Vivitar was a distributor of photographic equipments established in 1938. Although there are thousands of Vivitar lenses (mostly manual focus) in the second hand market, Vivitar actually did not make any of these lenses themselves. They were all out-sourced to different manufacturers around the world and some of these companies (like Kiron and Schneider) are well known for their quality products while some others are not as good. That is probably the reason that you will hear one Vivitar user praises the optical quality of his/her lens while another one might say his/hers is the worst lens he/she has ever owned.
This makes buying and collecting used Vivitar lenses fun and also challenging. With the Internet and the Web, it is now easier to find out the origin and reviews of a particular Vivitar lens. However, simply type in the phrase “Vivitar 28mm f2.8” will not give you anything conclusive because they are probably more than ten different versions of 28mm f2.8 with the Vivitar brand printed on it. Thus, you need to distingusih them with the cosmetic differences (e.g. filter sizes, focusing rings) and/or the serial numbers. Some Vivitar lenses have standardized serial numbers and you might want to consult http://www.cameraquest.com/VivLensManuf.htm for further details.
The Compact 135mm f2.8 Automatic in this post was marketed by Vivitar starting in 1968. It belongs to a group of lenses marketed during the same time known to the collectors as the “Bright Band Family”. The name comes from the depth-of-field scale being a bright silver band positioned between the focusing ring and the aperture ring. Most lenses in Bright Band Family were descendents from an earlier group known as the “Chrome Nose Family” in the collector circle and were manufactured by Kino Precision (i.e. Kiron). However, the Compact 135mm is not one of them. It was introduced as a new technological advance in lens design and was probably made by Komine although no one yet can confirm its true origin.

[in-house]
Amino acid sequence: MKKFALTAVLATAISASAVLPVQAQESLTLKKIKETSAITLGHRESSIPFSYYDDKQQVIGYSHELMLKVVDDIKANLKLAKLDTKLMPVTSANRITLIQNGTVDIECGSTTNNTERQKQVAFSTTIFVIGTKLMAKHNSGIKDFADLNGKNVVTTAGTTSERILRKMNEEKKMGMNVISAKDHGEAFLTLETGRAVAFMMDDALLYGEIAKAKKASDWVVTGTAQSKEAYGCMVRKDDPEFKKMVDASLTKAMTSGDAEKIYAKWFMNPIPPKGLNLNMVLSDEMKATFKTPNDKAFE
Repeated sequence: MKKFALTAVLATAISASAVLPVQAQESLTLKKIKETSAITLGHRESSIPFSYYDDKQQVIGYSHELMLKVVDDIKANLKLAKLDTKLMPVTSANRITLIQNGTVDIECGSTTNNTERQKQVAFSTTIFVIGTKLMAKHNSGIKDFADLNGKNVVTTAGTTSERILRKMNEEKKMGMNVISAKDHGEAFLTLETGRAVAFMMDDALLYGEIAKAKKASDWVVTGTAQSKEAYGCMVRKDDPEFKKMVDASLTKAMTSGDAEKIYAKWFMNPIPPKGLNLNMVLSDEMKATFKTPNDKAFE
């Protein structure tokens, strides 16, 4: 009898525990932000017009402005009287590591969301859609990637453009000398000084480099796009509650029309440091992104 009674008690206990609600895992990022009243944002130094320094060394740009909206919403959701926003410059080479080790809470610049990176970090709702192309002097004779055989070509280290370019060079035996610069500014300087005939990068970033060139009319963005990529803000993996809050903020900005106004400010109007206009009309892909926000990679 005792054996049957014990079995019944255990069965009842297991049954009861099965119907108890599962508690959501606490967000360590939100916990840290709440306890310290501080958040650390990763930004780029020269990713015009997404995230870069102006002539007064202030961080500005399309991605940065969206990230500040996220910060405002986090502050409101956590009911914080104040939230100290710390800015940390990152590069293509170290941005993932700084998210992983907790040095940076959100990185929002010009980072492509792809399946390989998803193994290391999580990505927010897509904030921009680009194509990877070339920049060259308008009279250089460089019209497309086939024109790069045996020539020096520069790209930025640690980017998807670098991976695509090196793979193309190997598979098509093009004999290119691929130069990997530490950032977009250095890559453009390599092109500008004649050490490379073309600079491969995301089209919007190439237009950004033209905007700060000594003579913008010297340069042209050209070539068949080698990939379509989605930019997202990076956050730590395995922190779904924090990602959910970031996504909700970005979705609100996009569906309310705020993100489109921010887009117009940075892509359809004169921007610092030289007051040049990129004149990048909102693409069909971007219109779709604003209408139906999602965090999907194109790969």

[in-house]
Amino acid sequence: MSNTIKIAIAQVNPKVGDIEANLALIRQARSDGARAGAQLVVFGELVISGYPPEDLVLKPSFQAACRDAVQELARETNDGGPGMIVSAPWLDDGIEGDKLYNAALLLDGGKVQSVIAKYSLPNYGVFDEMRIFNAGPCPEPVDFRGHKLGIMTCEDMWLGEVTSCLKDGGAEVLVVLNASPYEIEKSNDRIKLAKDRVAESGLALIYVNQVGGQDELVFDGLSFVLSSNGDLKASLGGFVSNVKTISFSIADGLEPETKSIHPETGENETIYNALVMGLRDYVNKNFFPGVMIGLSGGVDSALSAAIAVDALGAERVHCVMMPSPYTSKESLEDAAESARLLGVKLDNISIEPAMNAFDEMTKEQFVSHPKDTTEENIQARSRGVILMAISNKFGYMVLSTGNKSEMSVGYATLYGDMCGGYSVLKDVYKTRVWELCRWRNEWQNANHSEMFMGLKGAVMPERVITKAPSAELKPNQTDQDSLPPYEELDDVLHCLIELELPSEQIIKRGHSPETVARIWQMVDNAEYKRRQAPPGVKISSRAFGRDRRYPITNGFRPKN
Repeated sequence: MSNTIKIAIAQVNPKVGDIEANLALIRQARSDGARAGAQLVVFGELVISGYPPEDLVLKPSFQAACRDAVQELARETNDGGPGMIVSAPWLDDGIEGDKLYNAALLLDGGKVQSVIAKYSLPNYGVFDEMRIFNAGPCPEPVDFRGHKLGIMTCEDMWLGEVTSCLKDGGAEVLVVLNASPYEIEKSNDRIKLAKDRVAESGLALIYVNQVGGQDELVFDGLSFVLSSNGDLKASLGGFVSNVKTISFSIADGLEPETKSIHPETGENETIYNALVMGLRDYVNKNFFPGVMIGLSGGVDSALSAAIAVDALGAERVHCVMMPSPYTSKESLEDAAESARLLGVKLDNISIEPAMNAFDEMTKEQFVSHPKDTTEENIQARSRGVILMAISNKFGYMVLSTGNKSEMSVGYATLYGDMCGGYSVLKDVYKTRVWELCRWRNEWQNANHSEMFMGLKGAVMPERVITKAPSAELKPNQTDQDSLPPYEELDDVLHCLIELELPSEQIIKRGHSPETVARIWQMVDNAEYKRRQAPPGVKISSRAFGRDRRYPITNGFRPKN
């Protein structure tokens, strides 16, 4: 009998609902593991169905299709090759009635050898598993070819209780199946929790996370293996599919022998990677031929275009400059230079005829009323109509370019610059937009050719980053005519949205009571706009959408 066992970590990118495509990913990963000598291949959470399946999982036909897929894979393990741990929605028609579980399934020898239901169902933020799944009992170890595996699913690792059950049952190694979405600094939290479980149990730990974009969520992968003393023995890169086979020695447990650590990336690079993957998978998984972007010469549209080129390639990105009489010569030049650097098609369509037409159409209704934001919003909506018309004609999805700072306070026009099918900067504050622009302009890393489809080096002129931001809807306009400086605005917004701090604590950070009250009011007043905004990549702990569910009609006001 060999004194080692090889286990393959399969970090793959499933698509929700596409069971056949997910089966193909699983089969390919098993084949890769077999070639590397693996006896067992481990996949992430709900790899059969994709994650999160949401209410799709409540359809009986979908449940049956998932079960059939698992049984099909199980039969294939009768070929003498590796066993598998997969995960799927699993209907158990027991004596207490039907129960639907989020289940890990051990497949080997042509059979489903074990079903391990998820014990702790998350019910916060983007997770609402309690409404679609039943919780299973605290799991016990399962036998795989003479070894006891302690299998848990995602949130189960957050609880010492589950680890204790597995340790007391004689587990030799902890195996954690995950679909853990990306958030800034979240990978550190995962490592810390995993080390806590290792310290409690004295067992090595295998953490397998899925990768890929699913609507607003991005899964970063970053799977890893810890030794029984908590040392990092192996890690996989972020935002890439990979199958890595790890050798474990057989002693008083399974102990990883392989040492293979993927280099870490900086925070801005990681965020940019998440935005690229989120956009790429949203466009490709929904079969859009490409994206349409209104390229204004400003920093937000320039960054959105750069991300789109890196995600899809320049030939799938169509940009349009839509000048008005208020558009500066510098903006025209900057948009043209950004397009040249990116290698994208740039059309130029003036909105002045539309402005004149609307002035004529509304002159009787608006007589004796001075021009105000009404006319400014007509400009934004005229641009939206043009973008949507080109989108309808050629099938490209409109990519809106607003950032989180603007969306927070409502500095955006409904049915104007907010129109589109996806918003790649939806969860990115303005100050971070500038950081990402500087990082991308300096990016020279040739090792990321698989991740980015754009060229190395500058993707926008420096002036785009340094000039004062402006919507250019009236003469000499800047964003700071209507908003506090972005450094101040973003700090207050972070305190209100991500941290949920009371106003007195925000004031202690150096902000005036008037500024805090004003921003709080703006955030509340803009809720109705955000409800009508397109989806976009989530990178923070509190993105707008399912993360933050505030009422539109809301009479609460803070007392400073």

Well, back to the lens itself, the Compact 135mm f2.8 is strongly built like most other lenses in the same era. It also has a built-in retractabe lens hood with a “shade coverage” appropiate to its focal length (most built-in lens hoods I have encountered are too short). However, it is by no mean “compact” in today’s standard. In fact, it is the largest 135mm lens I have ever owned. Its filter size of 62mm should probably give you a hint of its size. Optically, this lens is very good. It is sharp on par with my Tamron Adaptall-2 135mm f2.5 and gives pretty good contrast like the Canon FDn 135mm f3.5 despite its older coating technology. I bought this lens in order to replace my Korean made Pracktica 135mm f2.8 due to its better and more consistent (e.g. consistent sharpness with varied focal distance) optical quality. Below are two sample imges taken with the lens. The first one was shot in Ilford Delta 100 with focus at the brick wall of the building behind the traffic light and the second photo was shot in Ilford HP5+.